Bruce Crossman : Represented Artist
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Photo: Ji-Yun Lee
Bruce Crossman sees his music as moving across multiple art forms for inspiration, drawing on both Asian and European traditions, to express a spiritual essence. His composition aims for a deep-felt emotion and Christian spiritual sensibility linking heaven and earth. The music is informed by Filipino percussion ensembles, Korean traditional music and free-form jazz; these are placed within a European influenced architectural design. Crossman's Pacific-based aesthetic has been influenced by Peter Sculthorpe, Chou Wen-chung and Chinary Ung.
Several works of Crossman explore this Pacific identity, including Daragang Magayon Cantata (2001) and Fierce Tranquillity (2004). The former was written in collaboration with Filipina-Australian poet Merlinda Bobis and explores Filipino percussive rhythms and chant using virtuosic performance resources, whilst the latter composition explores a Korean gestural approach alongside Japanese shakuhachi techniques adapted to string writing.
Crossman has won a number of awards, including the Queensland Philharmonic's Corbould Prize (1996) as well as commendations in the Albert H. Maggs Award (2004) (Melbourne University) and in the Foundation Orchestra's International Composition Competition (2004) (United States). He has also been awarded a Composition Fellowship at the Pacific Music Festival (1990) in Japan and the Mozart Fellowship (1992) at Otago University. Crossman is the Coordinator of Composition at the University of Western Sydney.
International festivals in the Philippines, Japan and Korea have featured Crossman's music. The Pacific Rim Festival (2005) in the United States commissioned him to write a work for the New Asia String Quartet (Korea), and the Aurora Festival (2006) in Sydney featured his music theatre work. His work has been performed by orchestras in Asia (Kanagawa Philharmonic and Korean Symphony Orchestra) as well as by those in Australasia (New Zealand Symphony Orchestra, Auckland and Queensland Philharmonic Orchestras). Australian performers have engaged in his work, including pianist Ian Munro, mezzo-soprano Lotte Latukefu, and shakuhachi master Jim Franklin.
Crossman was born in Auckland, New Zealand in 1961 and immigrated to Australia in 1996. He holds a Doctor of Creative Arts degree from the University of Wollongong where he studied with Ross Edwards and Andrew Schultz and also holds master's degrees from the Universities of York and Otago. Influences from the visual dimension inform his aesthetic; abstract colourist painters such as his father Wallace Crossman, Patrick Herron and Howard Hodgkin alongside East Asian calligraphy, have fuelled his creative process. He has written on intercultural issues, including co-editing the books Intercultural Music: Creation and Interpretation and Music of the Spirit: Asian-Pacific Musical Identity, and performs solo piano improvisations.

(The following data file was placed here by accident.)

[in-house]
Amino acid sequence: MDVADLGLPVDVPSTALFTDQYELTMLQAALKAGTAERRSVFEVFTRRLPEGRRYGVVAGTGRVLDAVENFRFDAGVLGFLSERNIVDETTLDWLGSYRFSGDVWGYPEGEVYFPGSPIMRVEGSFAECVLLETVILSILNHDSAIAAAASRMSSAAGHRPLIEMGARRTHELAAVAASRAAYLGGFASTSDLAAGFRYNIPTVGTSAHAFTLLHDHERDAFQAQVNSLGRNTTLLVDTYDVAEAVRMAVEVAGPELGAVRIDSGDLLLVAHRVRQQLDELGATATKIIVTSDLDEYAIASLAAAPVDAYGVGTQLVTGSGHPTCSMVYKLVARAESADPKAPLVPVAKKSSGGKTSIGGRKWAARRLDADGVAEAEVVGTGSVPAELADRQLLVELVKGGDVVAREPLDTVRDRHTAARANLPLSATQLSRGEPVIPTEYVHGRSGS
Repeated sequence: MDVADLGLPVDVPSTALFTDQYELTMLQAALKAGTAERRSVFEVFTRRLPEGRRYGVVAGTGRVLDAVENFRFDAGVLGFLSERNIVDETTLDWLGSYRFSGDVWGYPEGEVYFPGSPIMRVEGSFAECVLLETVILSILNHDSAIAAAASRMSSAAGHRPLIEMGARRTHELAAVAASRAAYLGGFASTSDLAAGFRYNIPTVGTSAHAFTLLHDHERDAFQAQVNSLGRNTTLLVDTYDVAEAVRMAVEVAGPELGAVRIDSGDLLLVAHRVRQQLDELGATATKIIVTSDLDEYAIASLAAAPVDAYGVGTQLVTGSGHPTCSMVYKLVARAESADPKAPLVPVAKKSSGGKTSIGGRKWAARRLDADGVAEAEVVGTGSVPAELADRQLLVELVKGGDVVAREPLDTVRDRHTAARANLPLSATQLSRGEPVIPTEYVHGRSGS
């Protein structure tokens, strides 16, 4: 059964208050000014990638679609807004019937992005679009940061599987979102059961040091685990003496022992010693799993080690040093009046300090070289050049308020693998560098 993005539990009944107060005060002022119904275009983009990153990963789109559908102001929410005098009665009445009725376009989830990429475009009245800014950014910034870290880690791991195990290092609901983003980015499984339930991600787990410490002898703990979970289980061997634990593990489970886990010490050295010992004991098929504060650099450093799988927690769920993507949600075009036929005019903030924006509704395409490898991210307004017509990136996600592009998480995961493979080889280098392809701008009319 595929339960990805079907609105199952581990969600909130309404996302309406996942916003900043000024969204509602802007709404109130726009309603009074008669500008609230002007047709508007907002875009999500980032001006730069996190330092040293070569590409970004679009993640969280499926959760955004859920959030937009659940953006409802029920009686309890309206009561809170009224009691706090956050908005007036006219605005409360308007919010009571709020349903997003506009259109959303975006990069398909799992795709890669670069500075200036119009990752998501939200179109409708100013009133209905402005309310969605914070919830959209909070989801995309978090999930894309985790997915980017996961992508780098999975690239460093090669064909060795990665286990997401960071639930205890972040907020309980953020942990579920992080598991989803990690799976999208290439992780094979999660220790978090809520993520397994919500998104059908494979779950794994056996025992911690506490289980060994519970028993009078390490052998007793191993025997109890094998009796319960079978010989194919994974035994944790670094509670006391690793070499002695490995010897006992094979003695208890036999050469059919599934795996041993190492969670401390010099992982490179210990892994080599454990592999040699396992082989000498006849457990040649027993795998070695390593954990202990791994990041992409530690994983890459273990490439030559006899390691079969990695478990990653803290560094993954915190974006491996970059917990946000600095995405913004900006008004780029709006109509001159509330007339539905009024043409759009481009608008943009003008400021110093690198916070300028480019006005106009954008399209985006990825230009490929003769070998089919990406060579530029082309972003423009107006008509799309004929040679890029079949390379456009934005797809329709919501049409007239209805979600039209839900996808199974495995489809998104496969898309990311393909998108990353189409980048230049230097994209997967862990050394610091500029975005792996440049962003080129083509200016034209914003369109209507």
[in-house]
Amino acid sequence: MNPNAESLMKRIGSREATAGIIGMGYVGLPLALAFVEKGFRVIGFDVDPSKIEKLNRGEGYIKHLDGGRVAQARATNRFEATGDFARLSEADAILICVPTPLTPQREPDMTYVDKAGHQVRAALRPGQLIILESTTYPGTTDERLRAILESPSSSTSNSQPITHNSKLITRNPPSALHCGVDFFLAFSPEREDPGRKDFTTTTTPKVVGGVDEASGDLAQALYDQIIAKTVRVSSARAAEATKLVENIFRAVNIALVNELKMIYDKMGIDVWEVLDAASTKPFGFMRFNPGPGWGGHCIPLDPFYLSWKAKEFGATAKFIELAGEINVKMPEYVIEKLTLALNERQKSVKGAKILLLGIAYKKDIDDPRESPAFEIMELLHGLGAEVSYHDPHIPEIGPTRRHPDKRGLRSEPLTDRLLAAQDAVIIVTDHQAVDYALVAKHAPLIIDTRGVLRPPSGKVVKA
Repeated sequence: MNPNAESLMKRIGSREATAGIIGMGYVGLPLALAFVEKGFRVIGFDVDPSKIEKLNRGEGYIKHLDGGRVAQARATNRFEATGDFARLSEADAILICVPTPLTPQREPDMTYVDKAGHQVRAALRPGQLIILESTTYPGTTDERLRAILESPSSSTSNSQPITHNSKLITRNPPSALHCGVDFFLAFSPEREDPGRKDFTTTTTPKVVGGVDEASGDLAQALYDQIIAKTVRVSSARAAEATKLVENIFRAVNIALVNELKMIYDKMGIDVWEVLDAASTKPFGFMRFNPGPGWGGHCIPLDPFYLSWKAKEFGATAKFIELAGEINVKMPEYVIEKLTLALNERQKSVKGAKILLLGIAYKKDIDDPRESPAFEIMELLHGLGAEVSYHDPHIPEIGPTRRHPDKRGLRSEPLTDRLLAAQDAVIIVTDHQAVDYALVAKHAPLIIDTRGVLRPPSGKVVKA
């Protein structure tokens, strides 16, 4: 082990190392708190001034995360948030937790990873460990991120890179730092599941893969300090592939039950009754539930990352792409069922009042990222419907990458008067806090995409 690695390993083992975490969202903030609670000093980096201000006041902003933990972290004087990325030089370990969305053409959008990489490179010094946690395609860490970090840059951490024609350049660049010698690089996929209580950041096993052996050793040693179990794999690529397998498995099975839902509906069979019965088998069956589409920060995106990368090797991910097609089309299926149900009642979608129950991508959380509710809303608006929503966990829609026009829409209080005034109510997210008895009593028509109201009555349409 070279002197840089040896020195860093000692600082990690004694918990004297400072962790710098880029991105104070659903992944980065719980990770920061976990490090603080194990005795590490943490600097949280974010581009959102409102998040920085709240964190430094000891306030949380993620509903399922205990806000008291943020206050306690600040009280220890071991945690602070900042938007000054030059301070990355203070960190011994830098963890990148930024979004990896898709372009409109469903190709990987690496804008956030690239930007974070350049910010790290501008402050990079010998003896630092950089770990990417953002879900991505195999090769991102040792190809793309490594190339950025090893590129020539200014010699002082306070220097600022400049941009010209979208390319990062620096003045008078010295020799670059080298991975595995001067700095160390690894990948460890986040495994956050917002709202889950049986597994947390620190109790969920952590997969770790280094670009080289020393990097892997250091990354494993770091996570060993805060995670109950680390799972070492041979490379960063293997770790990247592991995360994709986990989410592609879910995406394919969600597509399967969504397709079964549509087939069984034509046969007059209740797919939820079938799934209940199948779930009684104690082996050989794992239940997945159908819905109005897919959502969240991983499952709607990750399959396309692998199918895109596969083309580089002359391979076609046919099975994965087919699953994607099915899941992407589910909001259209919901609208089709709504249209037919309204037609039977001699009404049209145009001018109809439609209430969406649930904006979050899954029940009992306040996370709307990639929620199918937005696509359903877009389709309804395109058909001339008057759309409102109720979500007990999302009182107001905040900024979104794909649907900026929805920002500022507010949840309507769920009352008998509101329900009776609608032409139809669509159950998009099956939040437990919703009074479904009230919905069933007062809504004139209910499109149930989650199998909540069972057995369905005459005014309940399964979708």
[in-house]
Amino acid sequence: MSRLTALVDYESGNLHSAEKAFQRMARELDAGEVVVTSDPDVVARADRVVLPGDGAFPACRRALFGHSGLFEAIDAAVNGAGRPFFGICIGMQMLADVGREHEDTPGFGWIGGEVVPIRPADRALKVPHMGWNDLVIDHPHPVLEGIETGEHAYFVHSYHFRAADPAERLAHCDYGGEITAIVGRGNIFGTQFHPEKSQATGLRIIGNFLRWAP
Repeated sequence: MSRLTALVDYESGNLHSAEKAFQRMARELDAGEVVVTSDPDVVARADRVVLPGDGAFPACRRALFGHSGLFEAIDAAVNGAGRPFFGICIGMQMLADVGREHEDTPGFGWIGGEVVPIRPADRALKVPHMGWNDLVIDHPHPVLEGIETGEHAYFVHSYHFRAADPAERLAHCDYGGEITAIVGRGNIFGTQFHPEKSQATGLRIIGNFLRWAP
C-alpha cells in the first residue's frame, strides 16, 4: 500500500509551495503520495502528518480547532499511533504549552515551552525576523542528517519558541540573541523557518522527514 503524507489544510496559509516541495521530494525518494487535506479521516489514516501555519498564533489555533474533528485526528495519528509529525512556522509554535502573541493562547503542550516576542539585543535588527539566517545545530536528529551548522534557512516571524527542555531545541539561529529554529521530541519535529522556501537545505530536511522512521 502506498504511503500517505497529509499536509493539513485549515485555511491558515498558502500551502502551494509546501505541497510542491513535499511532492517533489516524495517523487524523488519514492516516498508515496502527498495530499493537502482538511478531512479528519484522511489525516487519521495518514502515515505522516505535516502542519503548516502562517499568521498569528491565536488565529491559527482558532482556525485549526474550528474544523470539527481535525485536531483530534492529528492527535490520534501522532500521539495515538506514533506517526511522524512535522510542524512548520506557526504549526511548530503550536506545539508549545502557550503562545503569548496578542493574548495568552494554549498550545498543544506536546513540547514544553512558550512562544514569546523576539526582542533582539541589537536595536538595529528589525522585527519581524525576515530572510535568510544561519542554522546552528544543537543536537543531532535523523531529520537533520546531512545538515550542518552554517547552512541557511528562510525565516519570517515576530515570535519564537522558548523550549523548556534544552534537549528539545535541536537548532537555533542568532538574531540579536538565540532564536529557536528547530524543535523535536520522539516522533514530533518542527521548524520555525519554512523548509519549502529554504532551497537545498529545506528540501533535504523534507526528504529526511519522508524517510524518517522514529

Crossman writes: 'I see the spiritual essence in my own work as an expression of a Christian faith whereby composition becomes a deep-felt emotion and spiritual sensibility linking heaven and earth. In this sense I feel a connection to Asian creativity, especially in its valuing of the intrinsic-spiritual dimension of sound and its capacity to engage emotionally, as well as moving across art-forms aesthetically.'
Biography provided by the composer — current to February 2007
|Resonance of red : for sitār, tablā and harpsichord (2013)||Commissioned by Vive’ Vinçent for performance at the interdisciplinary event SLOW, Toronto, Canada, November 2014 and Paris, France 2015.|
|Spirit-presence : for Jiari-shakuhachi and Jinashi-shakuhachi (2012)||Commissioned for performance at the 2013 European Shakuhachi Festival|
|Gentleness-suddenness : for mezzo-soprano, violin, percussion and piano (2012)||Commissioned for the performers Lotte Latukefu (mezzo-soprano), James Cuddeford (violin), Claire Edwardes (percussion) and Bernadette Harvey (piano) with filmmaker Iqbal Barkat for performance at the New Music Series 2013, Campbelltown Arts Centre|
|Early spring that no one sees : for viola, percussion and piano (2012)||Commissioned by Susan Ung (viola) and Lynn Varton (percussion)|
||Double resonances : for piano and percussion (2008)||Written for the Music of the Spirit concert at the Aurora Festival, Sydney, 19th April 2008, for performers Claire Edwardes and Bernadette Balkus|